In this case, an OSA diagnosis probably caused suicide-related behavior, because depression was minimal and suicidal ideations were absent prior to OSA diagnosis and resolved after the patient received further education about diagnosis and management OSA. The patient felt demoralized after receiving the OSA diagnosis, especially when told that he "stopped breathing" 37 times during sleep, because he assumed that any night could be his last, that he could die in his sleep. A correlational study4 in cancer patients showed that demoralization had more influence on suicidal ideations than did depression. Demoralization could have been prevented in this case by further education about diagnosis and management of OSA, especially since polysomnography indicated that CPAP therapy was particularly effective for this patient, demonstrating significant improvement in OSA at a relatively low CPAP setting.

Adolescents and young adults are vulnerable for suicide-related behavior due to underdeveloped coping strategies to deal with stress.2 Diagnosis of severe OSA may be perceived as a stressful event. Given the high prevalence of OSA, and high prevalence of OSA as comorbidity in psychiatric patients,5 further study of the relationship between OSA diagnosis and suicide-related behavior is warranted. Comprehensive patient education about diagnosis and management of OSA is critical, because in some psychiatric patients, even such a diagnosis may contribute to suicide-related behavior.

References

1. Bolton JM, Walld R, Chateau D, et al. Risk of suicide and suicide attempts associated with physical disorders: a population-based, balancing score-matched analysis. Psychol Med. 2015;45(3):495-504. PubMed doi:10.1017/S0033291714001639

2. Lu D, Fall K, Sparén P, et al. Suicide and suicide attempt after a cancer diagnosis among young individuals. Ann Oncol. 2013;24(12):3112-3117. PubMed doi:10.1093/annonc/mdt415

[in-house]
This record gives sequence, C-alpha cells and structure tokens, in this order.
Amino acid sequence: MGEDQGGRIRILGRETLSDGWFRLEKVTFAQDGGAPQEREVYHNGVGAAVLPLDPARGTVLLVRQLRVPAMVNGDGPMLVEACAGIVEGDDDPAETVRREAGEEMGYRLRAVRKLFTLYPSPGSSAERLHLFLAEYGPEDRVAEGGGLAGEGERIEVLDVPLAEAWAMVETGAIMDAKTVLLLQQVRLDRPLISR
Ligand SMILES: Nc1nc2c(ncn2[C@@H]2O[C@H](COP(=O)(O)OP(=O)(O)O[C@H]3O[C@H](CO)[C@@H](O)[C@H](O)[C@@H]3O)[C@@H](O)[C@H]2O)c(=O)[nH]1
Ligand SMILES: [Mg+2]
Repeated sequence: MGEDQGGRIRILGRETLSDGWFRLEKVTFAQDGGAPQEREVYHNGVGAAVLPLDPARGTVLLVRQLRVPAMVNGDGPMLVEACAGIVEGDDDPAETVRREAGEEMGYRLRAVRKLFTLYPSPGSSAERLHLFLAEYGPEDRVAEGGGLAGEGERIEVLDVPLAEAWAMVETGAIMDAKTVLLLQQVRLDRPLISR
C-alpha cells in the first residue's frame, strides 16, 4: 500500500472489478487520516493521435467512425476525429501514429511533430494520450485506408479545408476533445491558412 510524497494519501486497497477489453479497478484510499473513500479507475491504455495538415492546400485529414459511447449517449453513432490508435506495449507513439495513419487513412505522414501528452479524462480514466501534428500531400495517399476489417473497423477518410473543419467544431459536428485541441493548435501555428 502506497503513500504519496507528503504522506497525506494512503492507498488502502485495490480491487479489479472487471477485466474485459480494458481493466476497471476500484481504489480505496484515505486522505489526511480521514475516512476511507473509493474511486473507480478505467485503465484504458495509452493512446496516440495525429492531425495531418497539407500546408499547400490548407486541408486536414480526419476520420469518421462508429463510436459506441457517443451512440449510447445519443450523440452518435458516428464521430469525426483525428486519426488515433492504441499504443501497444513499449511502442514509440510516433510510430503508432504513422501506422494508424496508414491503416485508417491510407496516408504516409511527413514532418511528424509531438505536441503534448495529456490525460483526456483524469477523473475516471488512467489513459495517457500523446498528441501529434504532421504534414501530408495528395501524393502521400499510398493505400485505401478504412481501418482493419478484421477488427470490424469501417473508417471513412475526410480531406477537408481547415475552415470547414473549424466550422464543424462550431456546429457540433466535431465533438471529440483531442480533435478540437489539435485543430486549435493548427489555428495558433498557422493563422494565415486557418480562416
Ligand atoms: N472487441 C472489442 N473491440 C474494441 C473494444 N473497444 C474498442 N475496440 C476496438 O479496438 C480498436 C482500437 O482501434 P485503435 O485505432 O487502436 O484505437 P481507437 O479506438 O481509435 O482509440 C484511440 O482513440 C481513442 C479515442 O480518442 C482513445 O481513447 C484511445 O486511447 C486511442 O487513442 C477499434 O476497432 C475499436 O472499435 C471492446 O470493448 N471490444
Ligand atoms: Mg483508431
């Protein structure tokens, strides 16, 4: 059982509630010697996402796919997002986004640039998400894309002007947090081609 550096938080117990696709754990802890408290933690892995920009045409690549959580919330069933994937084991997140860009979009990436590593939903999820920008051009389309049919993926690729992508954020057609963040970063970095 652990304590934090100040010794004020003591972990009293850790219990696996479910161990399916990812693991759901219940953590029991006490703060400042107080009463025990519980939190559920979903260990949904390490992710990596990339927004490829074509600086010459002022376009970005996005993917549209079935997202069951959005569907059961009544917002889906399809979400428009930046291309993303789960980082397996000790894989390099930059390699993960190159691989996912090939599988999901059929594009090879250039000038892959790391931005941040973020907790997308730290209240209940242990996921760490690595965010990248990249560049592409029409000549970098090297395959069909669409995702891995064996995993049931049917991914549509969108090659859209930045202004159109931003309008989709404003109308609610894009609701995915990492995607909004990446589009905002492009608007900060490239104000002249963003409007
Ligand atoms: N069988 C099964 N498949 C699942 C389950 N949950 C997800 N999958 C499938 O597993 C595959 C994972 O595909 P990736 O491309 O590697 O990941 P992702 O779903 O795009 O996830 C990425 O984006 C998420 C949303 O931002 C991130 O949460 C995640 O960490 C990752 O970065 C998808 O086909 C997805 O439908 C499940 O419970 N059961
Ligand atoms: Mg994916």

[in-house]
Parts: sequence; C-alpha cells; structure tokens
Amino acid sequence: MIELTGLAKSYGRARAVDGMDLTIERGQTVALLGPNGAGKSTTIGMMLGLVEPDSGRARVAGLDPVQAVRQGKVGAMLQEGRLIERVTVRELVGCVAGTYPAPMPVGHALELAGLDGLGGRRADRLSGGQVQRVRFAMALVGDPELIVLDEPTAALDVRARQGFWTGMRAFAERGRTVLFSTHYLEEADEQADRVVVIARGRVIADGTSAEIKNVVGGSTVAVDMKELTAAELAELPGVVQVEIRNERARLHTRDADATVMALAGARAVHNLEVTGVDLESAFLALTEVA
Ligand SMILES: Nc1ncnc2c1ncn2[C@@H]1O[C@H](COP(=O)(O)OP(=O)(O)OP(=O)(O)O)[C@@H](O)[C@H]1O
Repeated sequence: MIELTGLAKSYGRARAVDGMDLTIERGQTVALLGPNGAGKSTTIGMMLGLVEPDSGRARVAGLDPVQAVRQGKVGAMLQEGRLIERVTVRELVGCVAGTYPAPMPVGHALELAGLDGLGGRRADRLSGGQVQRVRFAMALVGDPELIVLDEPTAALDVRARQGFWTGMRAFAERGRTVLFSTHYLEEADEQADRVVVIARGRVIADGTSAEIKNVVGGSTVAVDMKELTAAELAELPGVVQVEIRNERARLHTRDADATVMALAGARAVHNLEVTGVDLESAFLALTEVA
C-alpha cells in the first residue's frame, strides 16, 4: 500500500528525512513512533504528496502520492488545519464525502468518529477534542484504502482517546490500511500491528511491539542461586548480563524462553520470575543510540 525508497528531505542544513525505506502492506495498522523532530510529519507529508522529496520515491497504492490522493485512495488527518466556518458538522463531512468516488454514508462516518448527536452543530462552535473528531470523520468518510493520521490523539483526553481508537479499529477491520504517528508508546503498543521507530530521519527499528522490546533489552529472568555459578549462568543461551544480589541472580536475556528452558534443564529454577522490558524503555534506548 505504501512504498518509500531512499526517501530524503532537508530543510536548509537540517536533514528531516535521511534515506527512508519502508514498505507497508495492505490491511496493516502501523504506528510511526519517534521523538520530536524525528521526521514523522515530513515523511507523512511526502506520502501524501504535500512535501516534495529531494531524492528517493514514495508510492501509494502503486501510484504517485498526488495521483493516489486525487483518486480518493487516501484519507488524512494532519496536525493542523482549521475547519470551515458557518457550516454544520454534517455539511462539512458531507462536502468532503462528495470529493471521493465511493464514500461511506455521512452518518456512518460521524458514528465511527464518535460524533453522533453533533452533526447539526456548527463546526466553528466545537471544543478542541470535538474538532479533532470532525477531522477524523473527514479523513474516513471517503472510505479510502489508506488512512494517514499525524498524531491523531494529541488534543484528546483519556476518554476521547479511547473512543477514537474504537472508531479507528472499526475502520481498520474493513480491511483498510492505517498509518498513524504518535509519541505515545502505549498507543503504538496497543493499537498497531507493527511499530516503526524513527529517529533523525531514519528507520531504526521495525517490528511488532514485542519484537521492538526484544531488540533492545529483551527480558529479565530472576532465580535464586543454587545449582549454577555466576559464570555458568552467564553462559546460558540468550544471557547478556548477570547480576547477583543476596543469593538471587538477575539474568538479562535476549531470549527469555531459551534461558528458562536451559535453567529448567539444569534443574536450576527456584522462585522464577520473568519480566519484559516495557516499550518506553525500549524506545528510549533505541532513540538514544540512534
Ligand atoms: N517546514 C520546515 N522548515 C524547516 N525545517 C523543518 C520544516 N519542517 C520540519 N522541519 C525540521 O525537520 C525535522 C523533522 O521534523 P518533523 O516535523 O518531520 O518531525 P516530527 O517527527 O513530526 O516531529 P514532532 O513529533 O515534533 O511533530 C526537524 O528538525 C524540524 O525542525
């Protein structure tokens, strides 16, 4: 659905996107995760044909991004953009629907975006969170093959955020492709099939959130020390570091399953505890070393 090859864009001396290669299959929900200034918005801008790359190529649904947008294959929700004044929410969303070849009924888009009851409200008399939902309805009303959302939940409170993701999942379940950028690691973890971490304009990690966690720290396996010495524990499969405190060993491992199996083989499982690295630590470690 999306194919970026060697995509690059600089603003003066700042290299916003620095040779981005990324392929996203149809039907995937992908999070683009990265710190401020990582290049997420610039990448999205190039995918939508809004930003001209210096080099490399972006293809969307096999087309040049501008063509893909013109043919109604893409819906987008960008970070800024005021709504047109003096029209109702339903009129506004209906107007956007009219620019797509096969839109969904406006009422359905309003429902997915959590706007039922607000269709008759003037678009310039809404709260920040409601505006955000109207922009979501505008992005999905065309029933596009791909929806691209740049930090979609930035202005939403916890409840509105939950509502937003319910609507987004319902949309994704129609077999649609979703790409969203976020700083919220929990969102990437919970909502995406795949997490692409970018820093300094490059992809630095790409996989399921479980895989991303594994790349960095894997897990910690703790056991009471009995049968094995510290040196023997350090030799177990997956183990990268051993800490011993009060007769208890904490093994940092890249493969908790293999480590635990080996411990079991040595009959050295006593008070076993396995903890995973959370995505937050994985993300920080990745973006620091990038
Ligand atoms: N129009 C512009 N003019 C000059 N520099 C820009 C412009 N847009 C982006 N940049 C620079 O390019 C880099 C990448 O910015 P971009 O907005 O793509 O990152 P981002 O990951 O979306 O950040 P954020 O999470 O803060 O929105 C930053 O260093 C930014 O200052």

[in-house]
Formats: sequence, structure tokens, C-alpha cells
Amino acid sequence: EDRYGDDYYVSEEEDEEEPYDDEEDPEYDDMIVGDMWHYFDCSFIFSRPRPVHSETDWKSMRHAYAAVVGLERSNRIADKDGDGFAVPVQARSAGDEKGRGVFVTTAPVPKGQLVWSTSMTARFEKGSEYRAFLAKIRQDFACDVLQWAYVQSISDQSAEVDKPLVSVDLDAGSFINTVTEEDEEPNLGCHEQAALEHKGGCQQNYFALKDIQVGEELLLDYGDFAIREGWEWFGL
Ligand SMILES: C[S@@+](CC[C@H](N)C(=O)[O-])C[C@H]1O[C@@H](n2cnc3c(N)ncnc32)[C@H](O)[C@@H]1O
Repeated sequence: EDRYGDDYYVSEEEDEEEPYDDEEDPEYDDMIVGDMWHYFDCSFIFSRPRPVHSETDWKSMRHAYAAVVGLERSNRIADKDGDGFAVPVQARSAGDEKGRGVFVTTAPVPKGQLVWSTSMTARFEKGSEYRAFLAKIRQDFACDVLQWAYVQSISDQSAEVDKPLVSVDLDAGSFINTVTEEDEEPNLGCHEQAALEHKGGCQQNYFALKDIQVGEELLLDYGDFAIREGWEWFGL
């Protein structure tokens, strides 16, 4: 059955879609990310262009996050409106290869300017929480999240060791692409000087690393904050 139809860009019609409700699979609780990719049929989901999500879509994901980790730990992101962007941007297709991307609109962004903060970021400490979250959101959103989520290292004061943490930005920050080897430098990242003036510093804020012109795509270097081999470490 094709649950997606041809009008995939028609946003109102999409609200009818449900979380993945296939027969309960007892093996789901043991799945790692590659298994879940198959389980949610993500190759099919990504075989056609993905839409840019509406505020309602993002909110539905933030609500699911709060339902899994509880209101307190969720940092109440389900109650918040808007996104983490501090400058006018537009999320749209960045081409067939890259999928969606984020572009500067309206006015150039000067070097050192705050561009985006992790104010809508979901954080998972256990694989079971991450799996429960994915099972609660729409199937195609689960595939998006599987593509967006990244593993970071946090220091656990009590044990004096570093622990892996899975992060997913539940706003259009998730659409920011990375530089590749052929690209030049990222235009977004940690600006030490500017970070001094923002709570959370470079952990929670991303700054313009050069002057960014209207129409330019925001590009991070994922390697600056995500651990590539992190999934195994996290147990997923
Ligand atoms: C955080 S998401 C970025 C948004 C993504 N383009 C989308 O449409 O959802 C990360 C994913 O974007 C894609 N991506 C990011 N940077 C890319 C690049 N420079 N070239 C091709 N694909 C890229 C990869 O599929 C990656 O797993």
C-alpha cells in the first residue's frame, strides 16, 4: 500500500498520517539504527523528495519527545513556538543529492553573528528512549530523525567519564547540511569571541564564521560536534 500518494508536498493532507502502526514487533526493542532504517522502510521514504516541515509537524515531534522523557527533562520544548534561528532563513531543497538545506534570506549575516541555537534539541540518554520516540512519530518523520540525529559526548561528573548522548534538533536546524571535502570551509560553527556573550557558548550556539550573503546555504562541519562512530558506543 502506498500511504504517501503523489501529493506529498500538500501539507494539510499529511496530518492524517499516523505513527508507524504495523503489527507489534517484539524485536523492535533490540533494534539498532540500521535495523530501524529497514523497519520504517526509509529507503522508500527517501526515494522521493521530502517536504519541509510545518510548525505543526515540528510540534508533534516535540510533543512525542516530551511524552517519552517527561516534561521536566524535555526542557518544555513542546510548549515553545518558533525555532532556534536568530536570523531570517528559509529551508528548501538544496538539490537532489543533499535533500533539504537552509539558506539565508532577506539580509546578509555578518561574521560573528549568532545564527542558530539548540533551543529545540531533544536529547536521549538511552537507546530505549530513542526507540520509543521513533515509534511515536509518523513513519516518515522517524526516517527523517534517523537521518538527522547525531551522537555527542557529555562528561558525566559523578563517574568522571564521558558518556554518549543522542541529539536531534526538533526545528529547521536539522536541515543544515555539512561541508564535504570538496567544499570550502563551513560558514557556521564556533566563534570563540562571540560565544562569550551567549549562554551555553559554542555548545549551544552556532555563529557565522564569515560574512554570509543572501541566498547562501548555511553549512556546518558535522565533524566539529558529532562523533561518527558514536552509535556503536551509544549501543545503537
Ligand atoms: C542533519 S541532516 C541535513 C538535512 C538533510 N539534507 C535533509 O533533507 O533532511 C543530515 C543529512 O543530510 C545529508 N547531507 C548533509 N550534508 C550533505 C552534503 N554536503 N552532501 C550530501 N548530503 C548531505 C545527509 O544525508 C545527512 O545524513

3. American Academy of Sleep Medicine. International Classification of Sleep Disorders. 3rd ed. Darien; IL: 2014.

4. Fang CK, Chang MC, Chen PJ, et al. A correlational study of suicidal ideation with psychological distress, depression, and demoralization in patients with cancer. Support Care Cancer. 2014;22(12):3165-3174. PubMed doi:10.1007/s00520-014-2290-4

5. Gupta MA, Simpson FC. Obstructive sleep apnea and psychiatric disorders: a systematic review. J Clin Sleep Med. 2015;11(2):165-175. PubMed https://dx.doi.org/10.5664/jcsm.4466

Piyush Das, MDa

drpiyushdas@yahoo.com

aMental Health Clinic, VA Medical Center, Grand Island; and Department of Psychiatry, Creighton University Medical Center, Omaha, Nebraska

Potential conflicts of interest: The author declares no conflicts of interest or sources of external funding.

Funding/support: The author declares no source of external funding.

Disclaimer: The views expressed in this letter are those of the author and do not necessarily represent the views of the US Department of Veterans Affairs.

Published online: February 9, 2017.

Prim Care Companion CNS Disord 2017;19(1):16l01995

https://doi.org/10.4088/PCC.16l01995

© Copyright 2017 Physicians Postgraduate Press, Inc.

Related Articles

Volume: 19

Quick Links: Sleep-Wake

$40.00

Buy this Article as a PDF